In the fall of 1943, the girls of our class trooped into the room, taught by a very nice middle-aged lady.  We had to start out with sewing lessons so that we could make an apron, a potholder and a dishtowel to use when we began to cook.  Finally, sewing classes were completed and we were ready to learn all about cooking.  The cookbook that I remember seeing in the classroom was a 1942 Wartime Edition of the American Woman’s Cook Book, edited by Ruth Berolzheimer.  About 40 years later, I found a copy of the book at an antique market.

victorycbThe book was unusual for that era to have so many color plates.  I especially liked one that was used on the inside covers of the book.

frontisIn those wartime years of extreme patriotism, there was a large picture of General Douglas MacArthur at the beginning of the book….

mcarthur…and on page 371 was the recipe that began my cooking experience – Eggs a la Goldenrod. It was a simple recipe, appropriate to the age group, very bland and not especially tasty.  We went on to make other food items that year and I was so anxious to get into the big girls’ eighth grade class to see what fabulous dishes we would make.

In the fall of 1944, once again we had our sewing classes first and made an apron, a potholder and a dish towel.  Finally, it was time for a roomful of more experienced cooks to begin a new season.  The teacher got out the trusty blue cookbook, turned to page 371, and once again our first experience of the year was Eggs a la Goldenrod. The dish hadn’t improved as far as a bunch of 12/13-year-old girls was concerned, but again we went on to do more ambitious projects – we even baked bread.

In the fall of 1945, I left my neighborhood, got on a streetcar and went to what was then a very large and prestigious high school, Withrow in Hyde Park.

easthi-1923The grounds were beautiful, there was an arching bridge and a clock tower at the entrance, and a large room was devoted completely to sewing with only electric sewing machines – no waiting in line as we had done at Highland.  I wasn’t that ambitious about sewing but did assume that two years of experience would enable us to make an interesting project right off the bat.  We made an apron, a potholder and a dishtowel.

Then, at last came the day we could go into the spacious, modern 1940s era cooking room.  The stations were wonderful and a big change for all of the girls (there were never boys in my home ec classes) was that we all had to wear hairnets while we cooked.  We looked expectantly at our teacher – she didn’t pull out the blue cookbook, but you guessed it, our first dish was Eggs a la Goldenrod.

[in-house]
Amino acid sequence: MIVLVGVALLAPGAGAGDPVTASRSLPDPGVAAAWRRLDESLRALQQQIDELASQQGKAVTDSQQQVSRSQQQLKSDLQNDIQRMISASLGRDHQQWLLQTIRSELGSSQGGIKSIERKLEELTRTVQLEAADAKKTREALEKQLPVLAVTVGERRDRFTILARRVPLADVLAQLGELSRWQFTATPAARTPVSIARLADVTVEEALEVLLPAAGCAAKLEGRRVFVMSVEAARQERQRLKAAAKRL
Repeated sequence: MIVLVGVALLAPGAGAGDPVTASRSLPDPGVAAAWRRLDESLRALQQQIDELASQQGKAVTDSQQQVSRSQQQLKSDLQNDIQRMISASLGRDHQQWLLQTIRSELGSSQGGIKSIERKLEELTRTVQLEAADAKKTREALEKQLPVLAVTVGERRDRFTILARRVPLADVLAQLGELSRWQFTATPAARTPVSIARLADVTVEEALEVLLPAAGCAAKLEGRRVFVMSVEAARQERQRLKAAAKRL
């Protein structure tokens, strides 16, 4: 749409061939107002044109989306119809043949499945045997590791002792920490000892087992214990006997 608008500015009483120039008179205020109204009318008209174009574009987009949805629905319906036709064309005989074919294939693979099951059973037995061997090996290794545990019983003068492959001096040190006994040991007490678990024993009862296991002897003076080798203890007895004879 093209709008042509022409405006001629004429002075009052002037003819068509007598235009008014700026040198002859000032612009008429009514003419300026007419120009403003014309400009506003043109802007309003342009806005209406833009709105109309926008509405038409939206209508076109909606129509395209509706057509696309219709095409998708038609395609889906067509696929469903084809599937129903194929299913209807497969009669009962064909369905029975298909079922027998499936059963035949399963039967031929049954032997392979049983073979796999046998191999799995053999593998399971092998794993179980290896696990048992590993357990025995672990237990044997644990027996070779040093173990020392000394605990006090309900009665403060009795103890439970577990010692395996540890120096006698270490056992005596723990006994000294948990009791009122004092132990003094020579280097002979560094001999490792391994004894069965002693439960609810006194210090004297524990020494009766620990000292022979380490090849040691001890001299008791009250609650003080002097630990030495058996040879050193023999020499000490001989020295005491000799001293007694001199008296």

Fast forward 66 years from 1943 to 2009.  I was leafing through some of my vintage cookbooks and happened to pick up a blue-bound book and almost by magic found myself on page 371.  There it was – Eggs a la Goldenrod.  I couldn’t resist – I had to make it for breakfast for my daughter who had heard the story many times.

EGGS A LA GOLDENROD FOR TWO

  • 1 cup thin white sauce (see recipe below)
  • 2 hard boiled eggs
  • 2 slices of thick, hearty bread (I used homemade)
  • Salt/Pepper to taste

Thin White Sauce

  • 1 Tblsp. flour
  • 1 cup milk, divided
  • 1/4 tsp. salt
  • 1/8 tsp. pepper
  • 1 Tblsp. butter

In small saucepan, place flour, 1/4 cup cold milk, salt and pepper.  Whisk until smooth.  Heat remaining 3/4 cup milk and add to the milk/flour mixture.  Cook over medium heat, whisking continually until mixture thickens.  Continue cooking and whisking for an additional 2 minutes.   Remove from heat and stir in butter.

Peel eggs and separate yolks from whites.  Chop the whites very fine and add to the white sauce along with the salt and pepper to taste.

slicedbrd2Toast the bread and place one slice on each of two plates.  Pour over the toast the white sauce mixture.  Press the egg yolks through a sieve and sprinkle over the top.  Serve immediately.

Makes 2 servings

Unfortunately, the dish doesn’t taste any better now than it did back in 1943.  Even using good home-baked bread rather than the thin white bread I’m sure we used then, it was pretty ordinary.  But now my daughter knows exactly what I mean when I mention Eggs a la Goldenrod.